A hidden disabilities initiative is being introduced by Virgin Atlantic
The scheme aims to ensure the airline provides extra assistance to those who may need it without them having to ask.
A specially designed symbol, which can be worn as a pin badge or discretely tucked away in passports as a bookmark, alerts specially trained airline staff that extra assistance may be needed by an individual, or their family, when travelling.
The carrier’s special assistance team can also work with passengers pre-departure.
Staff can arrange for travellers to be escorted through the airport, have access to priority boarding and reserve seating where necessary.
They can also ensure that in-flight entertainment is provided for blind passengers, with some crew also trained in sign language.
Virgin Atlantic passenger accessibility manager Geraldine Lundy said: “We are committed to giving all customers easier access to travel.
“The hidden disabilities scheme is one of a series of initiatives that Virgin Atlantic is planning on introducing over the coming years, to help those with disabilities overcome any key challenges they may face. ”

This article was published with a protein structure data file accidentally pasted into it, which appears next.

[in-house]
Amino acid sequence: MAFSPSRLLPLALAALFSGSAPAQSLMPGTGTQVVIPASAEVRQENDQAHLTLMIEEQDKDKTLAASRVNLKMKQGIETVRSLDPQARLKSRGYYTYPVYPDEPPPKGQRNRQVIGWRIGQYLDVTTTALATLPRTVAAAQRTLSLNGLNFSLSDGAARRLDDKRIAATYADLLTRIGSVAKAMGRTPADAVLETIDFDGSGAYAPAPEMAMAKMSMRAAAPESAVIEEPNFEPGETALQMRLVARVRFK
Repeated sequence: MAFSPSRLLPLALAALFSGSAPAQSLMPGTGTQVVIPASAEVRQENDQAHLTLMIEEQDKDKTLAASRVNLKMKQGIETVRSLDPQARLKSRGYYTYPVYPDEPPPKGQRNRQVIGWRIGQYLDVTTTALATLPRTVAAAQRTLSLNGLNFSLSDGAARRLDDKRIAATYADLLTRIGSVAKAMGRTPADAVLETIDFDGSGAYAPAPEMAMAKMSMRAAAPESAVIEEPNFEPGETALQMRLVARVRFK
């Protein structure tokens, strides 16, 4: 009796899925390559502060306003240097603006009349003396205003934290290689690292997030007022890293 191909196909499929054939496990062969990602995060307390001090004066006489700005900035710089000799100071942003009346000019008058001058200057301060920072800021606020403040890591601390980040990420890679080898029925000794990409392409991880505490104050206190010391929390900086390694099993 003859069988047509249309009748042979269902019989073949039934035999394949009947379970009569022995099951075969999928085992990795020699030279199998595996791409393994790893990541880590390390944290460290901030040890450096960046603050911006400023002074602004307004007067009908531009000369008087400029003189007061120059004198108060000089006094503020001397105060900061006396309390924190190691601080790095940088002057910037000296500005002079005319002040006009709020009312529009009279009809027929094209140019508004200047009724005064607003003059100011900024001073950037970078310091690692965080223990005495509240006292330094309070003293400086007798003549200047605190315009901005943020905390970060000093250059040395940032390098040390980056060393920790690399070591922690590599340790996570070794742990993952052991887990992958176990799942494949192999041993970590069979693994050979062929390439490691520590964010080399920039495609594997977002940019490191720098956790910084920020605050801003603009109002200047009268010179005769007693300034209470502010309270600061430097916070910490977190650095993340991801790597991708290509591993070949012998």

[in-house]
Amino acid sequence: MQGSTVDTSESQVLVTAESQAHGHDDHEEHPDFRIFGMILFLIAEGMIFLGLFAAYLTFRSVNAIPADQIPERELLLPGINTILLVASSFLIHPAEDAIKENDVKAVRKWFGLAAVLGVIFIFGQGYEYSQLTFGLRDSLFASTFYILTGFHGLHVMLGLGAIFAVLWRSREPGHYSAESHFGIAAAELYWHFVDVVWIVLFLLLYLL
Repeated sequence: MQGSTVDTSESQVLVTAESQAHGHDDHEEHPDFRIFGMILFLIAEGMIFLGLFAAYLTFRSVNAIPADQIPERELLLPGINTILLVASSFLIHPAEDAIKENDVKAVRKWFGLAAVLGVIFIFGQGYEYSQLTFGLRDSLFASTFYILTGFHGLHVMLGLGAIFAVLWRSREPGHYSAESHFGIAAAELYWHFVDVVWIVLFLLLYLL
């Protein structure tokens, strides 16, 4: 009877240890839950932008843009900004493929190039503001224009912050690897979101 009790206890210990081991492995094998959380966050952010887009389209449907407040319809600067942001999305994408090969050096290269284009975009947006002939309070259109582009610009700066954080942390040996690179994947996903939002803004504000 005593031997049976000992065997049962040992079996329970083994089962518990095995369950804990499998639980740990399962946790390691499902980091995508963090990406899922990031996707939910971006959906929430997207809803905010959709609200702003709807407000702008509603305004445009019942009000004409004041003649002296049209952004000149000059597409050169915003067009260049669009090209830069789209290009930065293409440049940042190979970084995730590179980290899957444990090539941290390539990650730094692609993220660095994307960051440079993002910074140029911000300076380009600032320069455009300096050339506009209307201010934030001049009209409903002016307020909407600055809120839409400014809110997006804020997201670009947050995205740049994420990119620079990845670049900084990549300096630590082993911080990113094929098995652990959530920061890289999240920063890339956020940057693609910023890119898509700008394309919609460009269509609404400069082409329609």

Sara Marchant, accessibility manager at Gatwick, said: “It is so important to cater to the needs of all customers, including those with hidden disabilities.
“This sector has been all too easily overlooked in the past and so it is fantastic that the airline is targeting those whose conditions are not so apparent. We are keen to support this impactful initiative”.
Tom Morgan, from Channel 4 show The Undateables and sports ambassador for the National Autistic Society, recently travelled under the scheme.
He said: “Geraldine and her team go above and beyond to ensure that your flight experience is tailored to your specific needs.
“For instance, I asked if I could be sat at the back of the plane so that if I was to experience ticks on the flight, I wouldn’t disturb the passenger behind me.
“Virgin Atlantic easily accommodated my request, which made me much less nervous about the flying process.”
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